Last week The Center for Disease Control reported than the presence of trans fat has decreased in our blood by 58% between 2000 and 2009. The FDA mandated nutrition labels to include trans fats in packaged foods as of January, 2006.
Food manufacturers were given significant advance notice of the initiative, enough time to reformulate their products. The process of partially hydrogenating vegetables oils was invented by a German Scientist at the turn of the century. Crisco was on the shelf with recipe books in 1911. The FDA determined partially hydrogenated fats were “generally regarded as safe” (GRAS status) in 1958.
CELEBRATING THE PROBLEM
Americans were admonished to switch to margarine in the 1970’s in a misguided effort to reduce risk of heart disease. An appalling lack of science and an overabundance of hubris spurred a revolution in processed foods. I remember reading full page ads in the LA Times, exhorting companies to abandon the saturated fats of the day. Soon “healthier” vegetable oils were replacing palm and coconut oil as well as butter, lard and other saturated fats. What a mess.
Partially hydrogenated fats were found in suspected places and unsuspected places. Ironically the biggest source of trans fat came from bread, crackers and bakery items–about 40% of all trans fat in the food supply. The partial hydrogenation of vegetable oil allowed these products to last longer on the shelf.
SOURCES OF TRANS FATS
Ironically, french fries and other fried foods contributed far less trans fat than bakery items. Unfortunately, the public health bias regarding fast food meant undue attention was placed on that sector.
My husband works in the food industry, when I called Cargill and Archer Daniel Midland and asked them how much liquid shortening was sold with partially hydrogenated vegetable oil, the answer was blunt and direct: 99%. Practically every restaurant, cafeteria and food service institution in America was using liquid fry oil with partially hydrogenated fat, regardless of whether you were talking about the local diner, the restaurant of a five star hotel or your community schools and hospital.
THE TROUBLE WITH TRANS FATS
Over time researchers started to question the GRAS status of trans fats. While FDA scientists didn’t start addressing the issue until after 2000, industry scientists were already aware that there was an problem in the early 1990’s.
One veterinarian from Wake Forest University ran a study on monkeys, giving both the experimental and control groups the same number of calories, the same amount of fat and the same amount of activity. The only difference was the type of fat used in their chow. The experimental monkeys were fed 7% of their calories from trans fats. Olive oil made up the rest of the fat and 100% of the fat in the control group.
After 8 years, the control monkeys gained 1.2% of their body weight. The experimental monkeys gained 6.8%. If we try to translate that data into human terms, this would be equivalent to a 130 pound human female gaining 10# of fat just because the she ate food containing manufactured trans fat. And most of it would be in her belly.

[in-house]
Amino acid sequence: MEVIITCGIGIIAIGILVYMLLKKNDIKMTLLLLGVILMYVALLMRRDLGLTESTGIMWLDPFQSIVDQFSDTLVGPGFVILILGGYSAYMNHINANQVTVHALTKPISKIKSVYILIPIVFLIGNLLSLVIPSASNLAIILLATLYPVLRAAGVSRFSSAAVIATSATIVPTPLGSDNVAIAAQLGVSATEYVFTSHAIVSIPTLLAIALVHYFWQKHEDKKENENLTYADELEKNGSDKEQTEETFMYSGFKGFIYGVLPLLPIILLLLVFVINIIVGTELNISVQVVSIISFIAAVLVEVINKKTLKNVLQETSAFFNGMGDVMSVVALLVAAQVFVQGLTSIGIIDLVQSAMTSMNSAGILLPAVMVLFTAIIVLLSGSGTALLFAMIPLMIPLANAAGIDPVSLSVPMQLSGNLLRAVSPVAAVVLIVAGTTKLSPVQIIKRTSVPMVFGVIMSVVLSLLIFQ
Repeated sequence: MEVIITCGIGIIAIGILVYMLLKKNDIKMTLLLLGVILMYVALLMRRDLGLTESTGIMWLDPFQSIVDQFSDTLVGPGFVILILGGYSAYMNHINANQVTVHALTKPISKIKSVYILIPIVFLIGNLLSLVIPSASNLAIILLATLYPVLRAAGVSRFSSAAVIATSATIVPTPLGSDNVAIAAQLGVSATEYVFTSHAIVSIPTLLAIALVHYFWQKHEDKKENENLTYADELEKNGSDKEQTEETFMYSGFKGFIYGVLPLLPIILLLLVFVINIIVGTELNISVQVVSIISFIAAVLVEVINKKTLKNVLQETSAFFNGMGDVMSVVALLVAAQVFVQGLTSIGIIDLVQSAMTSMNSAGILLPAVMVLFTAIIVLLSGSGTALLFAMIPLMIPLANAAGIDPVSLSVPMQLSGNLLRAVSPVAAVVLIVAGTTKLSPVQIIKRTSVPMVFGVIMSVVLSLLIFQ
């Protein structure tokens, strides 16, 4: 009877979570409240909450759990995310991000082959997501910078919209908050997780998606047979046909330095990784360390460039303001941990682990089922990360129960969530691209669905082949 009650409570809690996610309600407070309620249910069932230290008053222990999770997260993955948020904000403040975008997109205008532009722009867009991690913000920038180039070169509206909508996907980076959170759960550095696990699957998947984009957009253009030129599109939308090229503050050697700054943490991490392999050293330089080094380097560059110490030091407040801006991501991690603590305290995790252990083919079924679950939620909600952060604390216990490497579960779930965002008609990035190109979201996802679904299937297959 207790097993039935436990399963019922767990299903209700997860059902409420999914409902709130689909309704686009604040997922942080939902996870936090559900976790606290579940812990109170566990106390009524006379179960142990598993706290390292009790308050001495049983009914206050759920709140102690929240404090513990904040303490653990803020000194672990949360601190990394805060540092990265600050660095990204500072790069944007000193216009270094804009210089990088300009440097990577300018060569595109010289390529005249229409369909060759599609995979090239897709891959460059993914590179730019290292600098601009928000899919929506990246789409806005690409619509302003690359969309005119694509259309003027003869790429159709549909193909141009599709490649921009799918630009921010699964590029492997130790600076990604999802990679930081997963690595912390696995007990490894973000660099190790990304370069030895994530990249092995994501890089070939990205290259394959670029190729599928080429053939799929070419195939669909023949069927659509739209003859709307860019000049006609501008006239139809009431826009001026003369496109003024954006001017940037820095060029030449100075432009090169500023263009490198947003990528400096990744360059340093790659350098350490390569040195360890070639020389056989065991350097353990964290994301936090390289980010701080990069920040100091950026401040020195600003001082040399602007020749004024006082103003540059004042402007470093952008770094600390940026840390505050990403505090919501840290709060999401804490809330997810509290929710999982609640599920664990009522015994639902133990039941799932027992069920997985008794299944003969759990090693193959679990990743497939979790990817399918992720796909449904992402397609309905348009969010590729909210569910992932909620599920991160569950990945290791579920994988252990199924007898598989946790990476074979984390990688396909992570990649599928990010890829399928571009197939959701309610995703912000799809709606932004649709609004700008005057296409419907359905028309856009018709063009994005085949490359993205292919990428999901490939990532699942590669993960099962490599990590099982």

LABELING TRANS FATS
Labeling trans fats in foods set up a firestorm. Mostly it has been a good thing. The one unfortunate truth is that the FDA allows manufacturers to state “O” trans fats when in fact a product has less than 0.5 gm of trans fat per serving. The American Heart Association recommends no more than 2.5 grams of trans fat per day.
It is quite easy to eat more than “one serving” of anything. How many people eat just one ounce of a muffin? Most commercial muffins, cookies, and other bakery items are eaten in 2, 4, and 6 ounce portions.
It is important to note that not all trans fat is the same. Ruminant animals (cows and the like) also produce naturally occurring trans fats. These trans fats are actually thought to be health promoting. It is the artificially manufactured trans fats from partially hydrogenated vegetable oils that scientists believe to be the problem.
LESS TRANS FAT TODAY AND OBESITY TRENDS HAVE FLAT LINED
Since 2006, sales of foods adulterated with trans fats have plummeted. The CDC report that we carry less trans fat is our blood underscores the consumer response to labeling trans fats. Just last week Shari Roan of the LA Times reported that obesity rates are leveling off. The usual experts touted how all our public health efforts are starting to work. I’m not so sure.
For the most part, public health efforts are wishful thinking guided by some science and driven by the need to do something. Telling people to eat less fat didn’t work out so well. Telling people to avoid saturated fat didn’t work out so well. Neither has the tired and overused, “eat less, exercise more.”
But I bet reducing trans fat in the food supply maybe one effort that has really paid off. I suspect eating less trans fat has a whole lot to do with obesity rates leveling off. How do you reduce partially hydrogenated (trans) fats in your diet?